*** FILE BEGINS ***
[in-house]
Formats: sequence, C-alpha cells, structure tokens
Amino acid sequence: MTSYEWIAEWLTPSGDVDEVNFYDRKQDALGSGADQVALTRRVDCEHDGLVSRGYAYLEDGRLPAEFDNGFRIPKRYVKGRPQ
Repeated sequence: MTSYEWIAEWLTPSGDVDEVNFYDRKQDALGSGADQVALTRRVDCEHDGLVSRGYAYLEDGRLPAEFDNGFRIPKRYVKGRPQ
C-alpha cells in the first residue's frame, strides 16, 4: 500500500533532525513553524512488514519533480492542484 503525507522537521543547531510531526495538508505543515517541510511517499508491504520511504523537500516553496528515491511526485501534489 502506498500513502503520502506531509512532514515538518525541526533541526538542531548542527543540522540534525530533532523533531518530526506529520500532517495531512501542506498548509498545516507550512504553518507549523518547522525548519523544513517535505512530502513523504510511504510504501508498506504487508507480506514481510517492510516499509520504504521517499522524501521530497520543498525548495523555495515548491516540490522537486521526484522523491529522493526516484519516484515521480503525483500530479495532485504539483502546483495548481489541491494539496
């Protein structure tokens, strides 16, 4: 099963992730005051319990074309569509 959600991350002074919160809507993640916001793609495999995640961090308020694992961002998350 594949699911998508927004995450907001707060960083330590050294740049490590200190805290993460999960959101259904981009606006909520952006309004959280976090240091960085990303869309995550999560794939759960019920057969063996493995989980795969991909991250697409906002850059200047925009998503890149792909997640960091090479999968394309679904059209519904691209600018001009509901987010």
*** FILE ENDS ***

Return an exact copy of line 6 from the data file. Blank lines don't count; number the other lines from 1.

């Protein structure tokens, strides 16, 4: 099963992730005051319990074309569509 959600991350002074919160809507993640916001793609495999995640961090308020694992961002998350 594949699911998508927004995450907001707060960083330590050294740049490590200190805290993460999960959101259904981009606006909520952006309004959280976090240091960085990303869309995550999560794939759960019920057969063996493995989980795969991909991250697409906002850059200047925009998503890149792909997640960091090479999968394309679904059209519904691209600018001009509901987010």